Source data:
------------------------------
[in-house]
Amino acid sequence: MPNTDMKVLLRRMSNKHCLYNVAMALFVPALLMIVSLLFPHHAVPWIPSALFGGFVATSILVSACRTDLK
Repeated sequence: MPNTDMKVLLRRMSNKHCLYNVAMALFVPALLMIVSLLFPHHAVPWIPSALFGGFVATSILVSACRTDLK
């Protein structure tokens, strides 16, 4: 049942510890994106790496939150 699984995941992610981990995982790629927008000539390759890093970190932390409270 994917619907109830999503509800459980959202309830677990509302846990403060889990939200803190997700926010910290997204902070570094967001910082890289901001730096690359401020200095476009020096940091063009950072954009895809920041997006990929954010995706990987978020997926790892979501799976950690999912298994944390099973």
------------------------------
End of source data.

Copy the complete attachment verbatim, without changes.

[in-house]
Amino acid sequence: MPNTDMKVLLRRMSNKHCLYNVAMALFVPALLMIVSLLFPHHAVPWIPSALFGGFVATSILVSACRTDLK
Repeated sequence: MPNTDMKVLLRRMSNKHCLYNVAMALFVPALLMIVSLLFPHHAVPWIPSALFGGFVATSILVSACRTDLK
């Protein structure tokens, strides 16, 4: 049942510890994106790496939150 699984995941992610981990995982790629927008000539390759890093970190932390409270 994917619907109830999503509800459980959202309830677990509302846990403060889990939200803190997700926010910290997204902070570094967001910082890289901001730096690359401020200095476009020096940091063009950072954009895809920041997006990929954010995706990987978020997926790892979501799976950690999912298994944390099973």